You use comparison-based sorting when you're too lazy to write up a non-comparison based sort.
Comparison-based sorts are inherently slower; they need to call a comparator on input elements a whole bunch of times and each call gives the comparison-based sort exactly one bit of information. A correct comparison-based sort must accumulate log_2(n!) ~= n log(n) bits of information about its input on average.
Now, all data has a representation in the machine. You can tailor a sorting algorithm to your particular kind of data, the representation it has, and the machine you're using to sort, and, if you know what you're doing, you will often beat the pants off any comparison-based sorting algorithm.
However, performance isn't everything, and there are cases (most cases I've seen, in fact) where the most performant solution isn't the right solution. Good comparison-based sorts can take a black-box comparator and they will sort the input in a small constant times n log(n) comparisons. And that's good enough for almost all applications.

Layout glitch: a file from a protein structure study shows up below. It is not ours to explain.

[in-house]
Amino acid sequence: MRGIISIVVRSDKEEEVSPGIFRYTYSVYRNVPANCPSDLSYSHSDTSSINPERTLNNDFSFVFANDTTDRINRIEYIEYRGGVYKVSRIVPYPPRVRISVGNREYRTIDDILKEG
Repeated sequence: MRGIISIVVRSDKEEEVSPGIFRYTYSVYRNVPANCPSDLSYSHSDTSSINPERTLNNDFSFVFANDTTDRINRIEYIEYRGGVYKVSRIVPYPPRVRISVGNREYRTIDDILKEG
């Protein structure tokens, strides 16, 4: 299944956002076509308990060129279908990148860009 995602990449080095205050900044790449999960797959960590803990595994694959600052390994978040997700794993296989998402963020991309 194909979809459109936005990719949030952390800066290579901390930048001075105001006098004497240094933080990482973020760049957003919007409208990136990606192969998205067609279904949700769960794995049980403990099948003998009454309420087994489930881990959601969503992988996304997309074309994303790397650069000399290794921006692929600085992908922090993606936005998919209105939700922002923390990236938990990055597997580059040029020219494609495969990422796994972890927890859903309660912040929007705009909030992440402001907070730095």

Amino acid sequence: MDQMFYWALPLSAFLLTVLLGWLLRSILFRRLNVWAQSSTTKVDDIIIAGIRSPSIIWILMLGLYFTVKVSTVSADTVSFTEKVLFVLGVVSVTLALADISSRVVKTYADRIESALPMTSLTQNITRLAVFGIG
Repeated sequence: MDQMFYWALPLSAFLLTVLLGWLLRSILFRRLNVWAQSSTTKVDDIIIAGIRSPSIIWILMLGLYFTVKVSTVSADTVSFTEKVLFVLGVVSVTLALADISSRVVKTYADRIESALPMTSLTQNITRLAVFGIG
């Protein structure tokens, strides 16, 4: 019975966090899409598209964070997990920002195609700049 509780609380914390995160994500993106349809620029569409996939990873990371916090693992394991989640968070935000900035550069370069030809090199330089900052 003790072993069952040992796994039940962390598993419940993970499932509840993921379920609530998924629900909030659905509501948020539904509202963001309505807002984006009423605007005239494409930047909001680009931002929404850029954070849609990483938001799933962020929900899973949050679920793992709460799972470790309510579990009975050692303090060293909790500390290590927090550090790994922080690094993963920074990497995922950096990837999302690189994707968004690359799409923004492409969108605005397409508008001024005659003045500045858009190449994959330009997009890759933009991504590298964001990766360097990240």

EDIT: The above only really applies for internal sorting, where you have more than enough RAM to store the whole input. External sorting (overflowing to a disk, say) should usually be done by reading about half a RAMful of data at a time, using a non-comparison-based sort, and writing the sorted result out. All the while being careful to overlap sorting with input and output. At the end, you do a (comparison-based) n-way merge.